Antonio Pascale



Antonio Pascale, born in Naples in 1966, lived first in Caserta then in Rome, where he works and lives. He is a writer, essayist, television author and ministerial inspector (Ministry of Agriculture). He has published many books and won many awards. His latest book is “La foglia di Fico, storia di donne, uomini, alberi” (Einaudi), with which he won the Chiara Prize. He edits Agrifoglio and contributes to Il Mattino, Il Foglio, le Scienze and Mind. He writes for Repubblica guides and is involved in science popularization.


L’altra scommessa

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Pascal’s wager, whose 400th anniversary of his birth falls in June 2023, was about God. Man is a tragic being, without hope, argued the pessimist Pascal, so it is better to bet on the existence of God: nothing is lost and everything is gained. Antonio Pascale’s bet is a different one, and it is not about the existence of God, but it starts from the following question: can we use Pascal’s pessimism to investigate human nature in a secular way? To understand why human beings have invented God and stories? How do we move and why do we ask ourselves what is convenient and what is not? So the other wager is to link pessimism to the search for the reasons that make life worth living. Moreover, pessimism is the lever to answer: did the idea of God arise from the empty stomach of us humans? If the idea of God was born to honor those who feed us, if the idea of God is to fill an emptiness, then it makes sense to ask what happened to the emptiness from which everything was born. Antonio Pascale, with the sharpness and irony of his pen and head, thinks about how we are trying to fill that void. A pamphlet on the necessity of pessimism and the novelty of atheism.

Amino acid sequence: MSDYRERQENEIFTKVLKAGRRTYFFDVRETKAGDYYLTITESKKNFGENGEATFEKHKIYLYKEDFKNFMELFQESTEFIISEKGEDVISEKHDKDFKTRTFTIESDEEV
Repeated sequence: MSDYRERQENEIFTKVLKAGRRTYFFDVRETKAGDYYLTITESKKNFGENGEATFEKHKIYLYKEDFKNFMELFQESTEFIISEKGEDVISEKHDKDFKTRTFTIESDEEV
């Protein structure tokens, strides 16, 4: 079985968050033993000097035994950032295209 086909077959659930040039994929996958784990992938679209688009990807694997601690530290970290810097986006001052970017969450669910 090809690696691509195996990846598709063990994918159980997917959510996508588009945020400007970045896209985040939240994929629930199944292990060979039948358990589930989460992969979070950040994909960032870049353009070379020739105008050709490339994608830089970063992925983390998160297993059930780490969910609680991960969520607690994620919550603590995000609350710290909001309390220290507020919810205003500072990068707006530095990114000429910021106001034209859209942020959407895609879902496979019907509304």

La foglia di fico

la foglia di fico

What is this book about? It’s about a man who the more he lives, the more he forgets; the more he desires, the more he is disappointed; the more he reads and learns, the more he finds himself confused and afraid: a bit like everyone. That’s why he is looking for something stable, some clear points of reference. Only he, unlike many others, turns to plants, constructing a sort of atypical tale, in which each episode is like a journey (through childhood, through time, through his relationships with women). After all, these magnificent creatures have been here long before us and will be here after we’ve gone.

Plants are beacons; they contain symbols that are thousands of years old, reaching us loud and clear. They defy adversity and thus offer us a model of resistance, for they tenaciously display the power of contradiction: the desire to live and love (expressed by the cherry tree) which can lead to frustration and insecurity; the strength (of the oak) which can abandon us instantly, casting us into despair; democracy as a process of adaptation between depth and surface (the olive); the need for a rite of passage (wheat), for a journey towards death in order to be reborn. This book is a horoscope, a seismograph, a time

machine, as well as a kind of botanical study of feelings. On the other hand, plants are an exceptional tool for dealing with our mysterious, amusing, intricate nature: they resemble us more than we might ever have thought.

In the world there are plant experts and there are writers: then there’s Antonio Pascale, a passionate connoisseur of nature and one of the most widely appreciated storytellers of his generation. He knows how to interact with trees, listening to their stories and sensing their intrinsic beauty.